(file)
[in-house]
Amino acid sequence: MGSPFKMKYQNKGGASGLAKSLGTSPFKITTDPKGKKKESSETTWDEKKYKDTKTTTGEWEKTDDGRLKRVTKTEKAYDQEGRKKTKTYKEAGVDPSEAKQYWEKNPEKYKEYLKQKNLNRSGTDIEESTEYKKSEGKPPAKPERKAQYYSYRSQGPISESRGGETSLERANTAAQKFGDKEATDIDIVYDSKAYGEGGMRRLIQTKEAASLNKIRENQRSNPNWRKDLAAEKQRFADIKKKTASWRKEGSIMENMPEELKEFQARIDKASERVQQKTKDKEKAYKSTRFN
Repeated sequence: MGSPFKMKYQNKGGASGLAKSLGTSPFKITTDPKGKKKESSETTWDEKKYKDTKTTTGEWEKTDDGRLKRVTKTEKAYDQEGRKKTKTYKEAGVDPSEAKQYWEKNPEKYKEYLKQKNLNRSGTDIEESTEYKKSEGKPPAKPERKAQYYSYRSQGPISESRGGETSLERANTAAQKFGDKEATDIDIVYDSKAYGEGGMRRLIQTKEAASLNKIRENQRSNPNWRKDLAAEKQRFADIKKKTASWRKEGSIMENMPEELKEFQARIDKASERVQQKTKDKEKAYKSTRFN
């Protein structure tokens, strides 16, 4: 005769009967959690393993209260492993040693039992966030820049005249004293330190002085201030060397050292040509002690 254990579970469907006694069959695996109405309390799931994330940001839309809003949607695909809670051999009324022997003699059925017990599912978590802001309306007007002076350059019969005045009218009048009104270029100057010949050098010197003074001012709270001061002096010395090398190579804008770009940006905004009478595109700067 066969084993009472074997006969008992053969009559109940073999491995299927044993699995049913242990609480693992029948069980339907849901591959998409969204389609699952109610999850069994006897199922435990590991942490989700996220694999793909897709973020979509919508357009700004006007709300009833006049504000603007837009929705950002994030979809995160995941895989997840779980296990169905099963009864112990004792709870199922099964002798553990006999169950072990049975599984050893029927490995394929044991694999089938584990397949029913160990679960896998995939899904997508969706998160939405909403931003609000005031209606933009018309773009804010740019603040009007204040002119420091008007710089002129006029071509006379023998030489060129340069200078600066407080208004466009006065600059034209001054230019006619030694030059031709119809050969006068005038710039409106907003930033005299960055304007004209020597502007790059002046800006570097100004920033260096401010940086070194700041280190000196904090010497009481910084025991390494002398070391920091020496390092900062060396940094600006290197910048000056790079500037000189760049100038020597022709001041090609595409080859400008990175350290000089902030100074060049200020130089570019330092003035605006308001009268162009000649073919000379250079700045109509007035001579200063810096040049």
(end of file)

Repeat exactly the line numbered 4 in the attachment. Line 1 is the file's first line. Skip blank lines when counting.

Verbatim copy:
């Protein structure tokens, strides 16, 4: 005769009967959690393993209260492993040693039992966030820049005249004293330190002085201030060397050292040509002690 254990579970469907006694069959695996109405309390799931994330940001839309809003949607695909809670051999009324022997003699059925017990599912978590802001309306007007002076350059019969005045009218009048009104270029100057010949050098010197003074001012709270001061002096010395090398190579804008770009940006905004009478595109700067 066969084993009472074997006969008992053969009559109940073999491995299927044993699995049913242990609480693992029948069980339907849901591959998409969204389609699952109610999850069994006897199922435990590991942490989700996220694999793909897709973020979509919508357009700004006007709300009833006049504000603007837009929705950002994030979809995160995941895989997840779980296990169905099963009864112990004792709870199922099964002798553990006999169950072990049975599984050893029927490995394929044991694999089938584990397949029913160990679960896998995939899904997508969706998160939405909403931003609000005031209606933009018309773009804010740019603040009007204040002119420091008007710089002129006029071509006379023998030489060129340069200078600066407080208004466009006065600059034209001054230019006619030694030059031709119809050969006068005038710039409106907003930033005299960055304007004209020597502007790059002046800006570097100004920033260096401010940086070194700041280190000196904090010497009481910084025991390494002398070391920091020496390092900062060396940094600006290197910048000056790079500037000189760049100038020597022709001041090609595409080859400008990175350290000089902030100074060049200020130089570019330092003035605006308001009268162009000649073919000379250079700045109509007035001579200063810096040049």